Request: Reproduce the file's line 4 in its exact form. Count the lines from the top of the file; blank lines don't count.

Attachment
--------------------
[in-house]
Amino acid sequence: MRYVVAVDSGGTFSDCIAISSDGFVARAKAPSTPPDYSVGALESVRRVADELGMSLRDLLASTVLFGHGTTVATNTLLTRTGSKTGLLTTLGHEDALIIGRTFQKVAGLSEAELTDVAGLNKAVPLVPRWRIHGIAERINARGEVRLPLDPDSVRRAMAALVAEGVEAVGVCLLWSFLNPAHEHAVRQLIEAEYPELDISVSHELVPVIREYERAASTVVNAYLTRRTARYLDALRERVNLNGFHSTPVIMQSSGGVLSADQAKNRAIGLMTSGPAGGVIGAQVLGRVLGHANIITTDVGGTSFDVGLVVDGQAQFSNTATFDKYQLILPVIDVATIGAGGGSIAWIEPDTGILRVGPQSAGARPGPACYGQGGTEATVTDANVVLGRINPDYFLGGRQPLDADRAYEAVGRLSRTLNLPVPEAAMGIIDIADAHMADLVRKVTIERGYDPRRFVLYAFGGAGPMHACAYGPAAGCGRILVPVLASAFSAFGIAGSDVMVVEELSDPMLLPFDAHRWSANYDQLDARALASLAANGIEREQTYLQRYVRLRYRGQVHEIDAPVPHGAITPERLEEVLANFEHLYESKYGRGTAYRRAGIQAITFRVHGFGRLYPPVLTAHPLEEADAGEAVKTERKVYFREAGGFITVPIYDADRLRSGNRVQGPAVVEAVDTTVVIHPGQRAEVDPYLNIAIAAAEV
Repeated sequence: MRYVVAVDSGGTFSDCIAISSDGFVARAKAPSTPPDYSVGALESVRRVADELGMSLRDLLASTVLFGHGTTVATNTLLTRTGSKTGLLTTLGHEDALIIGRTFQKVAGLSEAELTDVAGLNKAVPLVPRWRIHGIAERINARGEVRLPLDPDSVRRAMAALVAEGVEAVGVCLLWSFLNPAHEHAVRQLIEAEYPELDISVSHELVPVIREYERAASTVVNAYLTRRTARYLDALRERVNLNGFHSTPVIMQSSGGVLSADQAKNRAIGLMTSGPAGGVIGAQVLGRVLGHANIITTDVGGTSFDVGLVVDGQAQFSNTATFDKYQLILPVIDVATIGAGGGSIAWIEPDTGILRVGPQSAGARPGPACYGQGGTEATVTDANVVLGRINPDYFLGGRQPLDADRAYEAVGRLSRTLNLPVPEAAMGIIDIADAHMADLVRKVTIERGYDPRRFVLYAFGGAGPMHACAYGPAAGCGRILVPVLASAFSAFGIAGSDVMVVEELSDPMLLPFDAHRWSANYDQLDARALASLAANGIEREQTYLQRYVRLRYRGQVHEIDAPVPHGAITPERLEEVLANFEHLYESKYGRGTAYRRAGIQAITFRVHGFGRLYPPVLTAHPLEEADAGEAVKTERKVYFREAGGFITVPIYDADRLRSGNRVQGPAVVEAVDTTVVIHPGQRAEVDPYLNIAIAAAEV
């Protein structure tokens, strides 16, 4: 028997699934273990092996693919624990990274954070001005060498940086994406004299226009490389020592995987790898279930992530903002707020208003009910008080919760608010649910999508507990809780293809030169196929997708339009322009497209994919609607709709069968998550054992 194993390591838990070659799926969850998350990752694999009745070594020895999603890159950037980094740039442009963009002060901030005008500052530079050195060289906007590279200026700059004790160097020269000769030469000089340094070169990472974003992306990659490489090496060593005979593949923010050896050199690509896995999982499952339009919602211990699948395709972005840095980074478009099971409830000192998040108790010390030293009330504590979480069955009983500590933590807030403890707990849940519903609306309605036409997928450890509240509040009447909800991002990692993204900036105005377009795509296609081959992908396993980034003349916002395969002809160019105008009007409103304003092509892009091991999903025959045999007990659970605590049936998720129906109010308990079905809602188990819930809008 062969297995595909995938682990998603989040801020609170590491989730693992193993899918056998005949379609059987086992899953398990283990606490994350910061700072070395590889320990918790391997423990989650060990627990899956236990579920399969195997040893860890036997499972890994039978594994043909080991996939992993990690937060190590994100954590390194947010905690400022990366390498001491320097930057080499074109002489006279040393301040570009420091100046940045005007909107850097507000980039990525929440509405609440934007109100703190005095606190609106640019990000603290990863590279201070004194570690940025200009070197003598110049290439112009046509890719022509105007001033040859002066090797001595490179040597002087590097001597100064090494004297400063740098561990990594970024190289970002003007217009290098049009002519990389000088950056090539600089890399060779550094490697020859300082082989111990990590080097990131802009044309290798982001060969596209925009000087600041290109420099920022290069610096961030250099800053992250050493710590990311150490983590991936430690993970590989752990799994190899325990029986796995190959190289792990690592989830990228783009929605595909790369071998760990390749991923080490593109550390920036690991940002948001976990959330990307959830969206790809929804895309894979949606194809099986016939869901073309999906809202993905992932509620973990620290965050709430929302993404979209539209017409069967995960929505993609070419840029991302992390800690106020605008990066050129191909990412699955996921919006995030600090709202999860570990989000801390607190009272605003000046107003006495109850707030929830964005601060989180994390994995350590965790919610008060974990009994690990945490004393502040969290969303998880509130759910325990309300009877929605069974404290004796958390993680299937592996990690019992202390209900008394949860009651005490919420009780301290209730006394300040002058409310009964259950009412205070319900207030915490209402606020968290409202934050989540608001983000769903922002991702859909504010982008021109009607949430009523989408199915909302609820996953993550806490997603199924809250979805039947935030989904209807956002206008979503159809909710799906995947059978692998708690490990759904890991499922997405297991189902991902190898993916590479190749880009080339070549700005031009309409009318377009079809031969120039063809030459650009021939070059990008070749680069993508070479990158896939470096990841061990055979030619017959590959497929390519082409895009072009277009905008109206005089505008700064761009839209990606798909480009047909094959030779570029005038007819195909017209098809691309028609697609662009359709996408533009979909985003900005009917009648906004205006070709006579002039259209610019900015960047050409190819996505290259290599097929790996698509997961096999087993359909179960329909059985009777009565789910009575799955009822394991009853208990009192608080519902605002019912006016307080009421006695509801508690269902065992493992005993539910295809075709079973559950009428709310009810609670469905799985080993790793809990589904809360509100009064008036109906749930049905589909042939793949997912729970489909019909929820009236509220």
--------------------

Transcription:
């Protein structure tokens, strides 16, 4: 028997699934273990092996693919624990990274954070001005060498940086994406004299226009490389020592995987790898279930992530903002707020208003009910008080919760608010649910999508507990809780293809030169196929997708339009322009497209994919609607709709069968998550054992 194993390591838990070659799926969850998350990752694999009745070594020895999603890159950037980094740039442009963009002060901030005008500052530079050195060289906007590279200026700059004790160097020269000769030469000089340094070169990472974003992306990659490489090496060593005979593949923010050896050199690509896995999982499952339009919602211990699948395709972005840095980074478009099971409830000192998040108790010390030293009330504590979480069955009983500590933590807030403890707990849940519903609306309605036409997928450890509240509040009447909800991002990692993204900036105005377009795509296609081959992908396993980034003349916002395969002809160019105008009007409103304003092509892009091991999903025959045999007990659970605590049936998720129906109010308990079905809602188990819930809008 062969297995595909995938682990998603989040801020609170590491989730693992193993899918056998005949379609059987086992899953398990283990606490994350910061700072070395590889320990918790391997423990989650060990627990899956236990579920399969195997040893860890036997499972890994039978594994043909080991996939992993990690937060190590994100954590390194947010905690400022990366390498001491320097930057080499074109002489006279040393301040570009420091100046940045005007909107850097507000980039990525929440509405609440934007109100703190005095606190609106640019990000603290990863590279201070004194570690940025200009070197003598110049290439112009046509890719022509105007001033040859002066090797001595490179040597002087590097001597100064090494004297400063740098561990990594970024190289970002003007217009290098049009002519990389000088950056090539600089890399060779550094490697020859300082082989111990990590080097990131802009044309290798982001060969596209925009000087600041290109420099920022290069610096961030250099800053992250050493710590990311150490983590991936430690993970590989752990799994190899325990029986796995190959190289792990690592989830990228783009929605595909790369071998760990390749991923080490593109550390920036690991940002948001976990959330990307959830969206790809929804895309894979949606194809099986016939869901073309999906809202993905992932509620973990620290965050709430929302993404979209539209017409069967995960929505993609070419840029991302992390800690106020605008990066050129191909990412699955996921919006995030600090709202999860570990989000801390607190009272605003000046107003006495109850707030929830964005601060989180994390994995350590965790919610008060974990009994690990945490004393502040969290969303998880509130759910325990309300009877929605069974404290004796958390993680299937592996990690019992202390209900008394949860009651005490919420009780301290209730006394300040002058409310009964259950009412205070319900207030915490209402606020968290409202934050989540608001983000769903922002991702859909504010982008021109009607949430009523989408199915909302609820996953993550806490997603199924809250979805039947935030989904209807956002206008979503159809909710799906995947059978692998708690490990759904890991499922997405297991189902991902190898993916590479190749880009080339070549700005031009309409009318377009079809031969120039063809030459650009021939070059990008070749680069993508070479990158896939470096990841061990055979030619017959590959497929390519082409895009072009277009905008109206005089505008700064761009839209990606798909480009047909094959030779570029005038007819195909017209098809691309028609697609662009359709996408533009979909985003900005009917009648906004205006070709006579002039259209610019900015960047050409190819996505290259290599097929790996698509997961096999087993359909179960329909059985009777009565789910009575799955009822394991009853208990009192608080519902605002019912006016307080009421006695509801508690269902065992493992005993539910295809075709079973559950009428709310009810609670469905799985080993790793809990589904809360509100009064008036109906749930049905589909042939793949997912729970489909019909929820009236509220």